A new future for St. Stephen, Maple was officially launched on Oct. 30, as Bishop Peter Fenty consecrated and rededicated the building where a new Anglican community is taking root.
“It was a wonderful celebration of new ministry. We had about 70 people out, which is about as many as we can seat comfortably,” says the Rev. Jeff Potter, who is leading the new congregation. Coincidentally, the service was held nearly 175 years to the day after the original St. Stephen’s was consecrated on a different site on Oct. 31, 1841.
The current building was closed and deconsecrated in 2008, but the diocese decided not to sell it, recognizing the future potential of the area. Now, with housing developments popping up and young families moving in, the historic church is once again taking its place at the centre of the village.
Ordained a priest on Nov. 20, Mr. Potter and his wife Becky have been in Maple since February, planting the seeds of a new community. “We’ve been trying to meet young families especially, and people who live nearby, neighbours, business owners,” he says.
In that time, they have gathered a core group of about 25 people who have been meeting for dinner and evening prayer. “We’ve been trying to take some time as a group to pray together and learn from each other – with each other – what we might be called to do here,” says Mr. Potter.
Amidst conversation and prayer, the group has started to discover ways in which St. Stephen’s might respond to the needs of its neighbours. “A lot of people are feeling a lack of the kinds of deeper community that they maybe had in years and generations past. Our hope is that we can be a place in the neighbourhood where that kind of community is available, where you can actually get to know people,” he says.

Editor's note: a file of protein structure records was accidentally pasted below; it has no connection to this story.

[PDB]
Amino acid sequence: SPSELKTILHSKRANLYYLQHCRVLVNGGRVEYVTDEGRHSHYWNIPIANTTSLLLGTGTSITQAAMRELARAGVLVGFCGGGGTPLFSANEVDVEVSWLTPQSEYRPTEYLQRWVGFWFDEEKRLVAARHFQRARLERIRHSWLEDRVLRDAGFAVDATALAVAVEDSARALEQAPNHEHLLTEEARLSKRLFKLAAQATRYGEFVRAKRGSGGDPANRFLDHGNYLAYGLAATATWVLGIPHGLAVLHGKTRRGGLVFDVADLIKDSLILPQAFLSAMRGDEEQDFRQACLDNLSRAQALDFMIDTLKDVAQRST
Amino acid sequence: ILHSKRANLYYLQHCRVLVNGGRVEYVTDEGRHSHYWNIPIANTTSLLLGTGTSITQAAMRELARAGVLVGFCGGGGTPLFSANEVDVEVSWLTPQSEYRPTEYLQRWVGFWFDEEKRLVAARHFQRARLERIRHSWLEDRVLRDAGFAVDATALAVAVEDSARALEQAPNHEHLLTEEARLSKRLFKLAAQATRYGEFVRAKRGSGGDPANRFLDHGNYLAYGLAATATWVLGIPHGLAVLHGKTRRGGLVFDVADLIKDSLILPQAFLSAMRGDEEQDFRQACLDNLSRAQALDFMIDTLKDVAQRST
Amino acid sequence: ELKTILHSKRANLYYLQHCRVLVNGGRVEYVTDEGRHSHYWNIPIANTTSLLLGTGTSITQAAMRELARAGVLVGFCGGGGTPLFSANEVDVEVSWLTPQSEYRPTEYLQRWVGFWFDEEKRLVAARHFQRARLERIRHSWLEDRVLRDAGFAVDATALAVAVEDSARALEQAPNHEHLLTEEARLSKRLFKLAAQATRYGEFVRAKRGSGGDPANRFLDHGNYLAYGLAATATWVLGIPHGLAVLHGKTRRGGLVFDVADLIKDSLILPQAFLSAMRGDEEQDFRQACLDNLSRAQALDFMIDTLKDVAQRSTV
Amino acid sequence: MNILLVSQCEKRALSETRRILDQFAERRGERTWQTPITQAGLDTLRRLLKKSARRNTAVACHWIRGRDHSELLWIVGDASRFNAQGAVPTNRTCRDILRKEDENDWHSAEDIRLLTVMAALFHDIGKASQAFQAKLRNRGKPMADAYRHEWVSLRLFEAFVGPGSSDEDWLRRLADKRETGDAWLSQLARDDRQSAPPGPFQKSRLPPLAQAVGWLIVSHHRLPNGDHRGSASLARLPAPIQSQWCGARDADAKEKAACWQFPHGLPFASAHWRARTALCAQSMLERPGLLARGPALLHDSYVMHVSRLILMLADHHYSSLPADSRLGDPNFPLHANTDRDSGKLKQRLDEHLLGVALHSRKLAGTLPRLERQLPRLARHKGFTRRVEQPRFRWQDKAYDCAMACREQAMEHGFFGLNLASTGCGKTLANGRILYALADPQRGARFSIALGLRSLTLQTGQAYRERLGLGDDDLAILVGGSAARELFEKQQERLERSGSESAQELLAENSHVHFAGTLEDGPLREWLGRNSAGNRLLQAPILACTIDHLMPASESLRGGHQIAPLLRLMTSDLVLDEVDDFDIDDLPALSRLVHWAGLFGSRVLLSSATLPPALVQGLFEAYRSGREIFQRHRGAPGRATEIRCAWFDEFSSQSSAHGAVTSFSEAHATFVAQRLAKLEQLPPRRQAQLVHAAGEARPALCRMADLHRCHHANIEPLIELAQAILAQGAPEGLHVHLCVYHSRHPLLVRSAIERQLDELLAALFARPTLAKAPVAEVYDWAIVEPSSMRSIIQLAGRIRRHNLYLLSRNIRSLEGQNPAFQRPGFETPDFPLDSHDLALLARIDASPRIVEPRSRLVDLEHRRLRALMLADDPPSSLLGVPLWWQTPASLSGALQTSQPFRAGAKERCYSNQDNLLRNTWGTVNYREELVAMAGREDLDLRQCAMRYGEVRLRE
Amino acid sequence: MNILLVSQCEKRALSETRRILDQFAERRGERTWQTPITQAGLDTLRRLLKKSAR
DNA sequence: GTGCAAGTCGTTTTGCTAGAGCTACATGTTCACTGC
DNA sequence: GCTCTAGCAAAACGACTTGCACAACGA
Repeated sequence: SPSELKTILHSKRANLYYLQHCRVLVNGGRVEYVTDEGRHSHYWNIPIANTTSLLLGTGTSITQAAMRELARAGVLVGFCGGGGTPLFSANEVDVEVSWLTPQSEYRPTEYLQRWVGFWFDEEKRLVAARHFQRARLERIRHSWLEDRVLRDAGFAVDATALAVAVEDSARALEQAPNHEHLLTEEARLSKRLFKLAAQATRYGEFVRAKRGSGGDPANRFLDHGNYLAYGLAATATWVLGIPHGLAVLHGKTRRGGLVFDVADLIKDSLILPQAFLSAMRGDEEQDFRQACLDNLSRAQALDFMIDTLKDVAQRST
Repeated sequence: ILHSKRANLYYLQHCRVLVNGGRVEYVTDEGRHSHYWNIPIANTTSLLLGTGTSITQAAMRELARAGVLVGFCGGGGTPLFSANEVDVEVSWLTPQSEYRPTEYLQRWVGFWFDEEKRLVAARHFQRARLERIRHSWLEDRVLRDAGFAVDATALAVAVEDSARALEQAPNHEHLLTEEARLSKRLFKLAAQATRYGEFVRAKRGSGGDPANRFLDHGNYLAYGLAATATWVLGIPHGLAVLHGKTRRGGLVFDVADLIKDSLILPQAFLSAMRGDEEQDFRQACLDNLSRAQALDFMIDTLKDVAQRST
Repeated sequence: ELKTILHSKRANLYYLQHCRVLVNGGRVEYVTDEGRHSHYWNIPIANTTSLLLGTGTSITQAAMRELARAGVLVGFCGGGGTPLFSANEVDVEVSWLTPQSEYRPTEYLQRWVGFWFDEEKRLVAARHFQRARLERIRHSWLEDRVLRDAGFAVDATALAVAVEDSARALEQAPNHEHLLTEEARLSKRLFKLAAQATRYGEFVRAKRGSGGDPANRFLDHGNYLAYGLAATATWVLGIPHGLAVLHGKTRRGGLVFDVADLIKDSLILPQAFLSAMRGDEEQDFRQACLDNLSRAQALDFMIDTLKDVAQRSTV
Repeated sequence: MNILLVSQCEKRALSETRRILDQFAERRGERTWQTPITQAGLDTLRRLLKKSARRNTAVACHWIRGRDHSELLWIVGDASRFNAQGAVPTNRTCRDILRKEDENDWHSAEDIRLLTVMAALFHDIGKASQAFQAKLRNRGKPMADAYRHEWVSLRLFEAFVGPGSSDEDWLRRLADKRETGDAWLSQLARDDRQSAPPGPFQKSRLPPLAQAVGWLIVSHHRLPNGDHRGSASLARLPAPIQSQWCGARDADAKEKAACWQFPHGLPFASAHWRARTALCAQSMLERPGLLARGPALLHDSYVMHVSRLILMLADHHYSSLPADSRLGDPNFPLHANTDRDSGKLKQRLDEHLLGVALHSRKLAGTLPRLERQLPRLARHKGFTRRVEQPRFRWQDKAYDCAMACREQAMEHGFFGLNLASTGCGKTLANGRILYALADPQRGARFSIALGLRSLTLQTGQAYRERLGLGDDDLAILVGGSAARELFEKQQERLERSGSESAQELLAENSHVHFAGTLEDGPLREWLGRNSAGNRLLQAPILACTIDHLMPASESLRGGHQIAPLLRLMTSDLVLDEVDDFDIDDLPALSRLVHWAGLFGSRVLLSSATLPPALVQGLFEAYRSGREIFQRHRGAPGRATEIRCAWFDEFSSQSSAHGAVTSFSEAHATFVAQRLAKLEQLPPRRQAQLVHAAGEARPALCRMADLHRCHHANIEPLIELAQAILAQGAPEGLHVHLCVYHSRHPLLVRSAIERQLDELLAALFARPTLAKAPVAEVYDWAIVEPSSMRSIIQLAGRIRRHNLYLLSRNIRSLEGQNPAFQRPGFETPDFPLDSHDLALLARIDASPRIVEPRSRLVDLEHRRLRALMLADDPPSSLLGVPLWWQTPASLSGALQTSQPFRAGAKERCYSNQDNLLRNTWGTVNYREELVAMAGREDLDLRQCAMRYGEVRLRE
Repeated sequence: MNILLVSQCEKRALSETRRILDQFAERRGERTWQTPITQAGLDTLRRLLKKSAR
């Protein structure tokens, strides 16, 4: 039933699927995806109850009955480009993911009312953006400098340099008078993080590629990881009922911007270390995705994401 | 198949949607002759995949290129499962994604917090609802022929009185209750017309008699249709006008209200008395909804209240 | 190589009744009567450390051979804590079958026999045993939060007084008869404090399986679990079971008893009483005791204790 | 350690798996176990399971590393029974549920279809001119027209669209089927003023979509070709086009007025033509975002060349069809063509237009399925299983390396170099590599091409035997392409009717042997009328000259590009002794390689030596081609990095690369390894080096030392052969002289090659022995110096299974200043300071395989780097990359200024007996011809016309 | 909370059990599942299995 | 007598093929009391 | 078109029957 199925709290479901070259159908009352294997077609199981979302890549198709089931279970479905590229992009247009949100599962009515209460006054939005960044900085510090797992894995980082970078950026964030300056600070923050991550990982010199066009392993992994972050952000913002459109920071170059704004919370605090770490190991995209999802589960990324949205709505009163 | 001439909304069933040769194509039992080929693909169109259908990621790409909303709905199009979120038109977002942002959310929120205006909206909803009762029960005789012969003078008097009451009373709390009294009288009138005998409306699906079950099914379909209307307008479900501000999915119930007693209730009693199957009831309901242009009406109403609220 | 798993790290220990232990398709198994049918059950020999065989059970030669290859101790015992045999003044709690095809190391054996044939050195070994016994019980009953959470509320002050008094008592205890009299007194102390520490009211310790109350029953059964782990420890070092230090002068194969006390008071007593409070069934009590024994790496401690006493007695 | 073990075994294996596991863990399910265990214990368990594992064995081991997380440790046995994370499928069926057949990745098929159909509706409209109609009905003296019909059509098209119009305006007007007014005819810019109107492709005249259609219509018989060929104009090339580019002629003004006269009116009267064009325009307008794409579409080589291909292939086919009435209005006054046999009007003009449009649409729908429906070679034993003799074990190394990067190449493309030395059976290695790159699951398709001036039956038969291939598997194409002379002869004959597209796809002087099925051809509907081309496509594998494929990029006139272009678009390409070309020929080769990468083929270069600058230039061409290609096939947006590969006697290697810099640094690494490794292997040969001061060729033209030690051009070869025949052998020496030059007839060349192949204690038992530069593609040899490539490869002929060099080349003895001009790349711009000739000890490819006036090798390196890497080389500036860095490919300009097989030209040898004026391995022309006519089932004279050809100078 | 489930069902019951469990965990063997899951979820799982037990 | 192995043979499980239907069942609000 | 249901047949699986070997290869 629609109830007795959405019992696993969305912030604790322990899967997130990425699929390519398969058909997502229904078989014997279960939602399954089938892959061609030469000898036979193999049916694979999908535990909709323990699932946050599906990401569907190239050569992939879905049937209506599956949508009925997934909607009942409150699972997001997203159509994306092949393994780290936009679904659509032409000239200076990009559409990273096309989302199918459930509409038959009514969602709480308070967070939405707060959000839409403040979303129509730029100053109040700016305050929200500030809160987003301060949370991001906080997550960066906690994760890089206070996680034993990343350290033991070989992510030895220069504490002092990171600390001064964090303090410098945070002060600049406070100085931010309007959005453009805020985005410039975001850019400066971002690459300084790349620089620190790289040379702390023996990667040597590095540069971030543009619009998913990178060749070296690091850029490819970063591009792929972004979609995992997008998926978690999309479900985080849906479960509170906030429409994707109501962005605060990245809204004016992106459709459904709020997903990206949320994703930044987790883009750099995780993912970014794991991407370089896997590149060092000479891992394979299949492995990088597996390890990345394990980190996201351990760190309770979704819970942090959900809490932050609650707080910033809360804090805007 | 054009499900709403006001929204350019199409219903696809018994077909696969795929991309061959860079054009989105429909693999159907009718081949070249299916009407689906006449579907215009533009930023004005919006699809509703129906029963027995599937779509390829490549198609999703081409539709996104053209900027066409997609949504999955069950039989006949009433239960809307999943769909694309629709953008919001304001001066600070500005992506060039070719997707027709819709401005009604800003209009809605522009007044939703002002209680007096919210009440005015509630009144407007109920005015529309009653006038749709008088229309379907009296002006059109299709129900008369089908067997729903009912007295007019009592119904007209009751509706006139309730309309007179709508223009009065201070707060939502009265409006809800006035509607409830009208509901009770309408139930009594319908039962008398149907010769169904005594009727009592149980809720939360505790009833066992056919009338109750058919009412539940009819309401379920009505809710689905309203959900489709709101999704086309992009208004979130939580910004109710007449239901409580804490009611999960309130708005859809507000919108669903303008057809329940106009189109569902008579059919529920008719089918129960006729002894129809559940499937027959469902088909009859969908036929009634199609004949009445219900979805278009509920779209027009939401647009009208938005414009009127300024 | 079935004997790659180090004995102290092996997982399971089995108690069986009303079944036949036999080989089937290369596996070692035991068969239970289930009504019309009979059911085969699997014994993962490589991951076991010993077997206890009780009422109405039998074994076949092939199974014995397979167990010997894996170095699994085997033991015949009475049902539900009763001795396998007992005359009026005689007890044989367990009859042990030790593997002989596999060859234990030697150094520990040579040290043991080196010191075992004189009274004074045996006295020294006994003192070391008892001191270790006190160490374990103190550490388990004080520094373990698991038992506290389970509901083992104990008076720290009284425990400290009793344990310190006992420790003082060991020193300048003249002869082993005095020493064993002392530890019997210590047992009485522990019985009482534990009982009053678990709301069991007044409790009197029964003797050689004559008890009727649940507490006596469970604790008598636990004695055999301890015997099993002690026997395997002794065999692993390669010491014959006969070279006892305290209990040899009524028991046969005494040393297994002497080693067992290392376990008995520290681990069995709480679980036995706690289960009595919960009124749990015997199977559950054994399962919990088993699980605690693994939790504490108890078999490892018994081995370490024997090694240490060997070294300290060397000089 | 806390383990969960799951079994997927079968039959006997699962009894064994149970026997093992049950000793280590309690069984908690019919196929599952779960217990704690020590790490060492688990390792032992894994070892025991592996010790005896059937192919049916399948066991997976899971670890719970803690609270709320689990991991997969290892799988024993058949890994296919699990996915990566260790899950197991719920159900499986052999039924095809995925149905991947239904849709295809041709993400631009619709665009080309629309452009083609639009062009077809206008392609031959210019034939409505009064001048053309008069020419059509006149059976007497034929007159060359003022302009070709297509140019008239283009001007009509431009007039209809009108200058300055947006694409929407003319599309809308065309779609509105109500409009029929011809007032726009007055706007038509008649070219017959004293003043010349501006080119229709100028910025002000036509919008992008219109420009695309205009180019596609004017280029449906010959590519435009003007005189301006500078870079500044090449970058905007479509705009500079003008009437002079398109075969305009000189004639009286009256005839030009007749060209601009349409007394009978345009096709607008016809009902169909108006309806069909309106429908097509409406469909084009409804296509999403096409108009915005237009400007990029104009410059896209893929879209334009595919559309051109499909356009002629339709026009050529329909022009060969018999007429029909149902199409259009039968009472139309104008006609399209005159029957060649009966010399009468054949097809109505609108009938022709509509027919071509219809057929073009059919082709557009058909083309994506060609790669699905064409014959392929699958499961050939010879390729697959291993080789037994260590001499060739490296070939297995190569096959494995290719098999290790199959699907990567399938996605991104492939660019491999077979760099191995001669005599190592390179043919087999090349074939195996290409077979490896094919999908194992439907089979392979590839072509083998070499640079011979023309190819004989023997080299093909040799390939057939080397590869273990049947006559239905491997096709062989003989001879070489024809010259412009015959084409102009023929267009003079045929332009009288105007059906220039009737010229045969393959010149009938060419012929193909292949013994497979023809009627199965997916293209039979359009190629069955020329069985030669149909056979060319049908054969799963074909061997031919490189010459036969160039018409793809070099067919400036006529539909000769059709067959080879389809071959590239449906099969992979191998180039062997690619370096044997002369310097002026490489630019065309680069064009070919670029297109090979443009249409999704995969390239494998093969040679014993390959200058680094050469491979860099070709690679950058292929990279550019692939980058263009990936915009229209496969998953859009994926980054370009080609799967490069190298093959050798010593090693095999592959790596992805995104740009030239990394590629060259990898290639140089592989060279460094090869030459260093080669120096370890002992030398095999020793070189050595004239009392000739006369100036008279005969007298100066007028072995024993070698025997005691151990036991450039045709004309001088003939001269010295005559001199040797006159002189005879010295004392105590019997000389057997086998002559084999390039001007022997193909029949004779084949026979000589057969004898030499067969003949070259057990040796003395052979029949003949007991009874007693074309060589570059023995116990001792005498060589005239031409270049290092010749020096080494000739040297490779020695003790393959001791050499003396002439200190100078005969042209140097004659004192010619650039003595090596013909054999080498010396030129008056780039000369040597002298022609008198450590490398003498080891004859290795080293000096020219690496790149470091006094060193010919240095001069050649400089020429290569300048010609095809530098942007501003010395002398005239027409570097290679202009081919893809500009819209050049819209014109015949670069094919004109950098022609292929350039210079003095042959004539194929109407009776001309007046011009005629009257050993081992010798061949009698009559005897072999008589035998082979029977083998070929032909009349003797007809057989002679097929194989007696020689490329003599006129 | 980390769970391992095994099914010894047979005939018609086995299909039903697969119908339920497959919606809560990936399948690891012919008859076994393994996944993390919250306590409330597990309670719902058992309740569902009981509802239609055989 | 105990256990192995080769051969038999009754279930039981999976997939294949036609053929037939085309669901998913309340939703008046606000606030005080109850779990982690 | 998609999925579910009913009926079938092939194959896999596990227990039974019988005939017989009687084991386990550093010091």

St. Stephen’s will begin weekly worship on the first Sunday of Advent with a morning prayer service and an evening Eucharist. Each service will be followed by a meal, in the hope of deepening a sense of community. The church is also offering a quiet compline service on Tuesday nights during Advent. “Most families are over-programmed, over-busy, over-worked,” says Mr. Potter. “A lot of people could use some space in their heads and in their hearts to prepare for the coming of Christ.”
While Mr. Potter is not focusing solely on numbers as a measure of success, he says he hopes the congregation’s faithful relationships with God and each other will attract more interest. “The vision is for us to see the kind of growth that comes from word of mouth and being open and honest about who we are as Christians and what we believe,” he says.
Mr. Potter currently spends half his time at St. Stephen’s, increasing to three-quarters starting in January. He is also assistant curate at Holy Trinity, Thornhill. “Holy Trinity been very gracious and supportive; it’s just overwhelming. They’re doing everything they can to help the ministry here,” he says.
As he looks to the congregation’s future beyond Christmas, he says he is eager to help shape the future of St. Stephen’s, however it unfolds. “You can’t plan too much, because things change. So far, the most exciting things have come out of the blue. I’m really excited to see what God has in store for us in this place.”
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